“What I expect the attorney-general or the federal government — in the circumstance — is to collaborate with the Delta state government to ensure that the banks that housed the looted wealth of Delta state or the banks involved, are made to pay collosal damages and interests for denying the people of Delta state the opportunity to use the money for development.”
Professor Itse Sagay, Chairman of the Presidential Committee Against Corruption (PACAC), has also lent his voice against the appropriation of Ibori loot. The legal luminary said it is unacceptable that the funds will be used to fund projects outside the state where it was taken from.
“The money came from Delta state. Naturally, it must go back to Delta state. I know the basis of the federal government argument. It is not just about the MoU. There is a provision in the EFCC Act which says all monies recovered should go to the federal government.
“I think they may want to rely on this. However, that law is void because a law cannot be based on transferring the assets belonging to one person to another. My advice is for the federal government to ask the Delta state government to nominate projects they want to undertake and then money would be released for the projects.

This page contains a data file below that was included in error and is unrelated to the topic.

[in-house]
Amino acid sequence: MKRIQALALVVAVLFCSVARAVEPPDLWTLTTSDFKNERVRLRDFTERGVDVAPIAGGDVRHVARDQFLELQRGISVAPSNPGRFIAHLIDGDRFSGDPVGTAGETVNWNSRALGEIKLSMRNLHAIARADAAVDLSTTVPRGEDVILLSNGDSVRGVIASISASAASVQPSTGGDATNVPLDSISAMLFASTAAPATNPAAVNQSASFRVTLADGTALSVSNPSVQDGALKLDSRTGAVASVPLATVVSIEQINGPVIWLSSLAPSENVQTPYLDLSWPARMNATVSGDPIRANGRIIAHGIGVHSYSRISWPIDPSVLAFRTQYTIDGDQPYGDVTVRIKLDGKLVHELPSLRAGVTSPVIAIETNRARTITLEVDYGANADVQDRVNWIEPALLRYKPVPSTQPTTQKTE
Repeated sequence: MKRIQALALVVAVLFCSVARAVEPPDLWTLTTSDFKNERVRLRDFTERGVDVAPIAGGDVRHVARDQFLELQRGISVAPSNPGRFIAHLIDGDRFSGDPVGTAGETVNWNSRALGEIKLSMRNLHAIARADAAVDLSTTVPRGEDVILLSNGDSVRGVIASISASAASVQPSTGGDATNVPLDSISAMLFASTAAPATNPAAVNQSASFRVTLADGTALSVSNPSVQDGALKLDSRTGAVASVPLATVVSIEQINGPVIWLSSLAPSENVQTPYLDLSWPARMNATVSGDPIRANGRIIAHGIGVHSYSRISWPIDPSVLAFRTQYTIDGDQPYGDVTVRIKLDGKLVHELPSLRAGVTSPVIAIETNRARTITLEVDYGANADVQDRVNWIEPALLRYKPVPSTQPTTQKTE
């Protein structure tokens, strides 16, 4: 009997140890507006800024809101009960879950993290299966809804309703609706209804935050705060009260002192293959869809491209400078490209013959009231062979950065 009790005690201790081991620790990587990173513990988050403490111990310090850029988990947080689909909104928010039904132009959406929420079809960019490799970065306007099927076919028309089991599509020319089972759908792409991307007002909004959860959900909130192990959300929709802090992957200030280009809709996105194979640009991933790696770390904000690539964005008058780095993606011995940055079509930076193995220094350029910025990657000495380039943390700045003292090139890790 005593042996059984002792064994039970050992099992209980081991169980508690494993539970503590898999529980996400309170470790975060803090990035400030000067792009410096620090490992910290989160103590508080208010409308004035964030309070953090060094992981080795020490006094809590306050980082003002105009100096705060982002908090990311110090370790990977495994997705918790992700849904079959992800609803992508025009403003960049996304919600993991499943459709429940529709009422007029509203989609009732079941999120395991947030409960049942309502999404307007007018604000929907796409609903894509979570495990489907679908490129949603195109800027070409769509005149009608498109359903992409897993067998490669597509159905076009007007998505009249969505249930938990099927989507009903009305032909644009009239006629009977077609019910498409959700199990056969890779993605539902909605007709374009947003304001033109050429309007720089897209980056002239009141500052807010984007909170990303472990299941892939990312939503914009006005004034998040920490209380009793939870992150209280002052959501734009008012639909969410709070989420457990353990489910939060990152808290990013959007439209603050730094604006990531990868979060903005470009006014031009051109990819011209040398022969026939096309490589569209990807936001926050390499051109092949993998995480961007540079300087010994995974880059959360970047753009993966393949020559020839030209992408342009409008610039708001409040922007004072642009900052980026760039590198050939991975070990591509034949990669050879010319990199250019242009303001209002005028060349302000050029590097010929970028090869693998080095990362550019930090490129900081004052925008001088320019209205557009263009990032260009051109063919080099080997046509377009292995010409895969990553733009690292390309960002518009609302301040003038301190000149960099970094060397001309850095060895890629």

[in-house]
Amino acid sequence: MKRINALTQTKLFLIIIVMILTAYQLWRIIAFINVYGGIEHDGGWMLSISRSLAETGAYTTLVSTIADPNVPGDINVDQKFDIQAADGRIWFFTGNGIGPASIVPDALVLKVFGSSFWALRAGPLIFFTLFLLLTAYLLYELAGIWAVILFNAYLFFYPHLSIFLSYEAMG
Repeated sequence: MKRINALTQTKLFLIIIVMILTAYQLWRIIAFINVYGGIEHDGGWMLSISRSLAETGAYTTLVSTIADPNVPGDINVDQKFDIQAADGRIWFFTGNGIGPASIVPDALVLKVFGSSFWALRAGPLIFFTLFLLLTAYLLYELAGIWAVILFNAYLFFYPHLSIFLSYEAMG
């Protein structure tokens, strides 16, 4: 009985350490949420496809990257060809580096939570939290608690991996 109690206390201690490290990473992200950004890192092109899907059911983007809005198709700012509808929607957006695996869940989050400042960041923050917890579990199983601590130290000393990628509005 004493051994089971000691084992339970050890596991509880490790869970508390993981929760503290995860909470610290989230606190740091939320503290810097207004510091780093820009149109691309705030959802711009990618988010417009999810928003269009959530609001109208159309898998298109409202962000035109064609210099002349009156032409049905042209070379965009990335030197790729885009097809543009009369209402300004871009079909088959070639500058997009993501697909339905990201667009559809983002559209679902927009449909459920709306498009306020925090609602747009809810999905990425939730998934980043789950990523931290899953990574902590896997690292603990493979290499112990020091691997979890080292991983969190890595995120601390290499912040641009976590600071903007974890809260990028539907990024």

“The Ibori money being used for Lagos-Ibadan expressway and others is unacceptable. You cannot use money from Delta State to fix projects in other places. The Federal Government can also use the money to fund its many projects in Delta State like the Benin-Warri road and many others.”
The House of Representatives has also ordered the Federal Government to shelve the idea of spending the recovered the loot on federal projects and ensure that the money is handed over to Delta State. This was the resolution reached after 10 lawmakers from Delta State jointly sponsored a motion of urgent public importance at the plenary presided by the Deputy Speaker Ahmed Wase.